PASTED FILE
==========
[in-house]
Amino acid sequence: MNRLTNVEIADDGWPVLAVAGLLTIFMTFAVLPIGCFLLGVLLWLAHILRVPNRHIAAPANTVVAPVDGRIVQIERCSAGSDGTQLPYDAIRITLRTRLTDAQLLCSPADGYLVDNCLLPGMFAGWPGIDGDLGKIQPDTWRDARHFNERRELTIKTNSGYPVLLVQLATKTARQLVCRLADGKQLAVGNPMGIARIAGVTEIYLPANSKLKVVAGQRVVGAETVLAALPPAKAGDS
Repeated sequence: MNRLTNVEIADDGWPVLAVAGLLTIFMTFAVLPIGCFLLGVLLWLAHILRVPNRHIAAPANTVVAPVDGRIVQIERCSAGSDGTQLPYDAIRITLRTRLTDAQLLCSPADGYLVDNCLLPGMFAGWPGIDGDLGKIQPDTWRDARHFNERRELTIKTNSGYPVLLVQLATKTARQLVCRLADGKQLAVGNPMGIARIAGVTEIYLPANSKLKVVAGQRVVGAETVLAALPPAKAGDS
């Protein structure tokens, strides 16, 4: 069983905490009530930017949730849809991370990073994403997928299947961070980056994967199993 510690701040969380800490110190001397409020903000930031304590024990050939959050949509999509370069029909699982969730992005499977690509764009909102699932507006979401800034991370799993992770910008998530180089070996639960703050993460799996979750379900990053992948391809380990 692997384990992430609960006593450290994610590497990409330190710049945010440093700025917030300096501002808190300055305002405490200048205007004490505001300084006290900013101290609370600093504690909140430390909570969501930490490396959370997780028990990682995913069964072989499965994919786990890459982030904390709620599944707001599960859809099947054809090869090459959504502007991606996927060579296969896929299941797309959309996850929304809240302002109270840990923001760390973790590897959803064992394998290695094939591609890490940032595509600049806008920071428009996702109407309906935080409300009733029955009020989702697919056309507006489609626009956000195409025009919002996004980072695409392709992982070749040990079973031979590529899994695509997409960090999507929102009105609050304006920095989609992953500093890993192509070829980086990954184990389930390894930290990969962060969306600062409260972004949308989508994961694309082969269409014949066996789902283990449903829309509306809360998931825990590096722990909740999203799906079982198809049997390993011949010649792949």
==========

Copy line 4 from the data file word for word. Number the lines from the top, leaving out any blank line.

């Protein structure tokens, strides 16, 4: 069983905490009530930017949730849809991370990073994403997928299947961070980056994967199993 510690701040969380800490110190001397409020903000930031304590024990050939959050949509999509370069029909699982969730992005499977690509764009909102699932507006979401800034991370799993992770910008998530180089070996639960703050993460799996979750379900990053992948391809380990 692997384990992430609960006593450290994610590497990409330190710049945010440093700025917030300096501002808190300055305002405490200048205007004490505001300084006290900013101290609370600093504690909140430390909570969501930490490396959370997780028990990682995913069964072989499965994919786990890459982030904390709620599944707001599960859809099947054809090869090459959504502007991606996927060579296969896929299941797309959309996850929304809240302002109270840990923001760390973790590897959803064992394998290695094939591609890490940032595509600049806008920071428009996702109407309906935080409300009733029955009020989702697919056309507006489609626009956000195409025009919002996004980072695409392709992982070749040990079973031979590529899994695509997409960090999507929102009105609050304006920095989609992953500093890993192509070829980086990954184990389930390894930290990969962060969306600062409260972004949308989508994961694309082969269409014949066996789902283990449903829309509306809360998931825990590096722990909740999203799906079982198809049997390993011949010649792949």